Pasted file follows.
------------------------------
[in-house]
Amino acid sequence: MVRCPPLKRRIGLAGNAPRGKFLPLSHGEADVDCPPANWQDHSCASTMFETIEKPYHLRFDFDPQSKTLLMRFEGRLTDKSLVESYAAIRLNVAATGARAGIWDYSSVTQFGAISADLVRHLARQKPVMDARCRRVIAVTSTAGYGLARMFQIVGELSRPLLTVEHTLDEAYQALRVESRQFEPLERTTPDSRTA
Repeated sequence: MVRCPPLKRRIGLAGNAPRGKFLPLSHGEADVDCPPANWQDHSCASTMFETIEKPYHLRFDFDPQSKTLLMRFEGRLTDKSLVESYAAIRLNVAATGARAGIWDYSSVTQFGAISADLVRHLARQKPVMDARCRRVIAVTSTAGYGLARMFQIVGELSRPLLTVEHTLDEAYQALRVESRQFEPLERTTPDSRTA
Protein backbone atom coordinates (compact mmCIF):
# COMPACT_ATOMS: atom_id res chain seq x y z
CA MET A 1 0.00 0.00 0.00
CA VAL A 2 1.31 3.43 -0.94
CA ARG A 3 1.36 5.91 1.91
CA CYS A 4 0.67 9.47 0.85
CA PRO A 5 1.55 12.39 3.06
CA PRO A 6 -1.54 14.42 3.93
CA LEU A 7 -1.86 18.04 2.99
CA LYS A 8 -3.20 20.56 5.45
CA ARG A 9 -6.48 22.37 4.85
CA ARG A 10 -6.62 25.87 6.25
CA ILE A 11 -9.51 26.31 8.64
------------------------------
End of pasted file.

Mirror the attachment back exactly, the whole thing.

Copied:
[in-house]
Amino acid sequence: MVRCPPLKRRIGLAGNAPRGKFLPLSHGEADVDCPPANWQDHSCASTMFETIEKPYHLRFDFDPQSKTLLMRFEGRLTDKSLVESYAAIRLNVAATGARAGIWDYSSVTQFGAISADLVRHLARQKPVMDARCRRVIAVTSTAGYGLARMFQIVGELSRPLLTVEHTLDEAYQALRVESRQFEPLERTTPDSRTA
Repeated sequence: MVRCPPLKRRIGLAGNAPRGKFLPLSHGEADVDCPPANWQDHSCASTMFETIEKPYHLRFDFDPQSKTLLMRFEGRLTDKSLVESYAAIRLNVAATGARAGIWDYSSVTQFGAISADLVRHLARQKPVMDARCRRVIAVTSTAGYGLARMFQIVGELSRPLLTVEHTLDEAYQALRVESRQFEPLERTTPDSRTA
Protein backbone atom coordinates (compact mmCIF):
# COMPACT_ATOMS: atom_id res chain seq x y z
CA MET A 1 0.00 0.00 0.00
CA VAL A 2 1.31 3.43 -0.94
CA ARG A 3 1.36 5.91 1.91
CA CYS A 4 0.67 9.47 0.85
CA PRO A 5 1.55 12.39 3.06
CA PRO A 6 -1.54 14.42 3.93
CA LEU A 7 -1.86 18.04 2.99
CA LYS A 8 -3.20 20.56 5.45
CA ARG A 9 -6.48 22.37 4.85
CA ARG A 10 -6.62 25.87 6.25
CA ILE A 11 -9.51 26.31 8.64